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Overloading __init__ & Function overloading

P: n/a

I am new to python.
I have few questions
a. Is there something like function overloading in python?
b. Can I overload __init__ method

Thanks in advance

regards
prasad chandrasekaran










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Sep 30 '05 #1
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P: n/a
I may be reading this question different than Fredrik.

This example is with old-style classes.

class baseclass:
def __init__(self, arg):
#
# Do some initialization
#

def method1(self, arg):
#
# baseclass method goes here
#

class myclass(baseclass):
def __init__(self, arg):
#
# This method gets called when I instantiate this class.
# If I want to call the baseclass.__init__ method I must
# do it myself.
#
baseclass.__init__(arg)

def method1(self, arg):
#
# This method would replace method1 in the baseclass
# in this instance of the class.
#

myObj=myclass(arg)

I could be way off base, but maybe it will help.

-Larry Bates

Iyer, Prasad C wrote:
I am new to python.

I have few questions
a. Is there something like function overloading in python?
b. Can I overload __init__ method

Thanks in advance

regards
prasad chandrasekaran






--- Cancer cures smoking
-----Original Message-----
From: py*********************************************@py thon.org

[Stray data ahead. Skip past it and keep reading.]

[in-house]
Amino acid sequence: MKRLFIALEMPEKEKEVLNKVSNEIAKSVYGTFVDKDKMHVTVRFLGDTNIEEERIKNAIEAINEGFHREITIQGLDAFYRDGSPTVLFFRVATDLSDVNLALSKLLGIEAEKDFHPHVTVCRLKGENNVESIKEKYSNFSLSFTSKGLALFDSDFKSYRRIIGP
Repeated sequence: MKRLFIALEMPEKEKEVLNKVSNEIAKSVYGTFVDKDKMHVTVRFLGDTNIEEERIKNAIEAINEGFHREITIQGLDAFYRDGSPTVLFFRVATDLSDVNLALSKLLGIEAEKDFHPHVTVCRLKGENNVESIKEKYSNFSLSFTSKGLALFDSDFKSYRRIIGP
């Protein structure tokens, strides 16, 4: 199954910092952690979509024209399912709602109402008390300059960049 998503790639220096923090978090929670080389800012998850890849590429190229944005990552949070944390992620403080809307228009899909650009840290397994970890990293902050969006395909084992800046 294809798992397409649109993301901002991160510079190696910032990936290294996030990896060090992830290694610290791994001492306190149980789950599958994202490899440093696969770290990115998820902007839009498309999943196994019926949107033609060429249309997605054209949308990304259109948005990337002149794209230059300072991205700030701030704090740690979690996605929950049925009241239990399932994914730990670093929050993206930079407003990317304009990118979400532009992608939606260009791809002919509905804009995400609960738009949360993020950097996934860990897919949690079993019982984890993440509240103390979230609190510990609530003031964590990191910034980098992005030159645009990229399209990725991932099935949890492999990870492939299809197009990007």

[mailto:py***************************************** ****@python.org] On
Behalf Of py*****************@python.org
Sent: Friday, September 30, 2005 6:36 PM
To: py*********@python.org
Subject: Python-list Digest, Vol 24, Issue 455

Send Python-list mailing list submissions to
py*********@python.org

To subscribe or unsubscribe via the World Wide Web, visit
http://mail.python.org/mailman/listinfo/python-list
or, via email, send a message with subject or body 'help' to
py*****************@python.org

You can reach the person managing the list at
py***************@python.org

When replying, please edit your Subject line so it is more specific
than "Re: Contents of Python-list digest..."

This message contains information that may be privileged or confidential and is the property of the Capgemini Group. It is intended only for the person to whom it is addressed. If you are not the intended recipient, you are not authorized to read, print, retain, copy, disseminate, distribute, or use this message or any part thereof. If you receive this message in error, please notify the sender immediately and delete all copies of this message.

Sep 30 '05 #2

P: n/a
Larry Bates wrote:
class myclass(baseclass):
def __init__(self, arg):
#
# This method gets called when I instantiate this class.
# If I want to call the baseclass.__init__ method I must
# do it myself.
#
baseclass.__init__(arg)


This is an example of polymorphism generally, not overloading.
--
Michael Hoffman
Sep 30 '05 #3

P: n/a
Larry Bates wrote:
I may be reading this question different than Fredrik.


it looks like you're using a non-standard definition of the word "overloading".
here are the usual definitions (quoting from a random google page):

"Overloading a method refers to having two methods which share the
same name but have different signatures."

"Overriding a method refers to having a new implementation of a method
with the same signature in a subclass."

</F>

Sep 30 '05 #4

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